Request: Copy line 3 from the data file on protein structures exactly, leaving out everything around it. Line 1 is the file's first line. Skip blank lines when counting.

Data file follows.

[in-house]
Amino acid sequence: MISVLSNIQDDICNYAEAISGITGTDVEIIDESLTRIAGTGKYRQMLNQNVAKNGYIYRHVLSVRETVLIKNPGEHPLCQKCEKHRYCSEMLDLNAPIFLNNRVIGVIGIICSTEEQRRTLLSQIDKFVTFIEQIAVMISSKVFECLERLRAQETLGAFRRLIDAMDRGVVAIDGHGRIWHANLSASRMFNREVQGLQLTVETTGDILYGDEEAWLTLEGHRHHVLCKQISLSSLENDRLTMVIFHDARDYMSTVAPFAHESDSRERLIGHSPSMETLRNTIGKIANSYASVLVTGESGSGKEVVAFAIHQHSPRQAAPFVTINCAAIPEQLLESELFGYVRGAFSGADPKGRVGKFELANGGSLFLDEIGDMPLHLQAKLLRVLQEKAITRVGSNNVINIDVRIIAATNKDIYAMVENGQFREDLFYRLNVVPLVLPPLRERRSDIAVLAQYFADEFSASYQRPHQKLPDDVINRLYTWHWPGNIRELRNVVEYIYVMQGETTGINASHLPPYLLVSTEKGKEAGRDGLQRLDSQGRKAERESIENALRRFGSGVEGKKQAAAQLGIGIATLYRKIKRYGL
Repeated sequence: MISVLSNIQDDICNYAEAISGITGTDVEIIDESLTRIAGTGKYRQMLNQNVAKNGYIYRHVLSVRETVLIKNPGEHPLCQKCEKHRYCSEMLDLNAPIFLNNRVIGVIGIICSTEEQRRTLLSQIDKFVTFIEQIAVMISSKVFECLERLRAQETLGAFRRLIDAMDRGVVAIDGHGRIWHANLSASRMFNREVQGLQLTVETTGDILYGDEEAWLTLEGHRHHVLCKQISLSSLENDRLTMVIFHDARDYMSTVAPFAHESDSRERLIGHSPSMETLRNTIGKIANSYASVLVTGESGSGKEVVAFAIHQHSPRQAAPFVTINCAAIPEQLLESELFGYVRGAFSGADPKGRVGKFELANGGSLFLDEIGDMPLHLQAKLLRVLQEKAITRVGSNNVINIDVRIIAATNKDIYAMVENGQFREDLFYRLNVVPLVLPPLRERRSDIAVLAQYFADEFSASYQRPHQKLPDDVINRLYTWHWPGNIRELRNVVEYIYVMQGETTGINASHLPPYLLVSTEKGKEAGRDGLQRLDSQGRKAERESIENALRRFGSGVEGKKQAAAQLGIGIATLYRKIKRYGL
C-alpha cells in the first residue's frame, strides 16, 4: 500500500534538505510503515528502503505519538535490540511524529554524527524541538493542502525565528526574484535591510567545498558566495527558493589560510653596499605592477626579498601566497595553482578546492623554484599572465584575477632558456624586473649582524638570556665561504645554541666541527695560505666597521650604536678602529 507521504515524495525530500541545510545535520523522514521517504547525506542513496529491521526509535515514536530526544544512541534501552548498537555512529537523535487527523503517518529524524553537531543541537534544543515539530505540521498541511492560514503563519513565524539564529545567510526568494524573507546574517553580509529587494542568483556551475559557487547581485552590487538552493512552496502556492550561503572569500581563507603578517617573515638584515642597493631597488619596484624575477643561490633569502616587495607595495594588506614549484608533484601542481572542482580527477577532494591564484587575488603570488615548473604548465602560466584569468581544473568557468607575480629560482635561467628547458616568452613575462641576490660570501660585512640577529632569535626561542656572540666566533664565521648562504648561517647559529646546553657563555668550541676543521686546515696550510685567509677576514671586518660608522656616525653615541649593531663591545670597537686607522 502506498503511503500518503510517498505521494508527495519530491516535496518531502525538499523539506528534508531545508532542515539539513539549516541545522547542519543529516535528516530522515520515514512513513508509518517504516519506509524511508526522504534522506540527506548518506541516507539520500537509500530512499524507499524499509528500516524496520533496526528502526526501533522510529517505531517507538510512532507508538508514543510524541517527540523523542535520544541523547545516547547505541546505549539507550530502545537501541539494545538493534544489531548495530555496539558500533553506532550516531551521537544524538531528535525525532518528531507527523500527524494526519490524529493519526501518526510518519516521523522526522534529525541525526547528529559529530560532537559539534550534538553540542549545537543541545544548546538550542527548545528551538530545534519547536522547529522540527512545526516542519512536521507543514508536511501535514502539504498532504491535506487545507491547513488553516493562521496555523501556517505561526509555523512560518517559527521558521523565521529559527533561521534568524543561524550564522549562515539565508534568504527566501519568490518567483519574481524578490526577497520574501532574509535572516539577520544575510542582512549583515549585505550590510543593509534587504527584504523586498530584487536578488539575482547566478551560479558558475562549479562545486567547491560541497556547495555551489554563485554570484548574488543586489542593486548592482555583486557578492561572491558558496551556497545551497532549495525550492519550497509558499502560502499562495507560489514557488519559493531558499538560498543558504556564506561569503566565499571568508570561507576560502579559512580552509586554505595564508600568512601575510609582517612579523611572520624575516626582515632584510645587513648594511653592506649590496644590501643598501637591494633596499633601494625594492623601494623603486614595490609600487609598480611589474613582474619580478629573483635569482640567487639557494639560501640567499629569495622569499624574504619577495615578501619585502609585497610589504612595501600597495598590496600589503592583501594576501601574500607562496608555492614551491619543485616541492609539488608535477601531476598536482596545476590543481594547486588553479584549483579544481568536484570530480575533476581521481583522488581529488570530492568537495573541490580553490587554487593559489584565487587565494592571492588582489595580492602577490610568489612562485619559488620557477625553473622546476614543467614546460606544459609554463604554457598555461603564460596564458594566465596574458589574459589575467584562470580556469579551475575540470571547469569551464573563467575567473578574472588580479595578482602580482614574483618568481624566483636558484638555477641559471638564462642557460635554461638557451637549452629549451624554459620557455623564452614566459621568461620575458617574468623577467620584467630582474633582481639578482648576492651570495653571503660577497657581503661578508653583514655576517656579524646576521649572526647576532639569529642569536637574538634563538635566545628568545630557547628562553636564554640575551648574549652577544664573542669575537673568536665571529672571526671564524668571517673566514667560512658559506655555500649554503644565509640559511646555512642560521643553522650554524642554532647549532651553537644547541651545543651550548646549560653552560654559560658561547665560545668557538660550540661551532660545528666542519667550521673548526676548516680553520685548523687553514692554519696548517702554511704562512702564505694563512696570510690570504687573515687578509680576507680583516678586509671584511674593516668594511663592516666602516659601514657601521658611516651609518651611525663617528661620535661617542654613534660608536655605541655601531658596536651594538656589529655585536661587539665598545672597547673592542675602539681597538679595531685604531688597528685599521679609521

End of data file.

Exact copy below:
Repeated sequence: MISVLSNIQDDICNYAEAISGITGTDVEIIDESLTRIAGTGKYRQMLNQNVAKNGYIYRHVLSVRETVLIKNPGEHPLCQKCEKHRYCSEMLDLNAPIFLNNRVIGVIGIICSTEEQRRTLLSQIDKFVTFIEQIAVMISSKVFECLERLRAQETLGAFRRLIDAMDRGVVAIDGHGRIWHANLSASRMFNREVQGLQLTVETTGDILYGDEEAWLTLEGHRHHVLCKQISLSSLENDRLTMVIFHDARDYMSTVAPFAHESDSRERLIGHSPSMETLRNTIGKIANSYASVLVTGESGSGKEVVAFAIHQHSPRQAAPFVTINCAAIPEQLLESELFGYVRGAFSGADPKGRVGKFELANGGSLFLDEIGDMPLHLQAKLLRVLQEKAITRVGSNNVINIDVRIIAATNKDIYAMVENGQFREDLFYRLNVVPLVLPPLRERRSDIAVLAQYFADEFSASYQRPHQKLPDDVINRLYTWHWPGNIRELRNVVEYIYVMQGETTGINASHLPPYLLVSTEKGKEAGRDGLQRLDSQGRKAERESIENALRRFGSGVEGKKQAAAQLGIGIATLYRKIKRYGL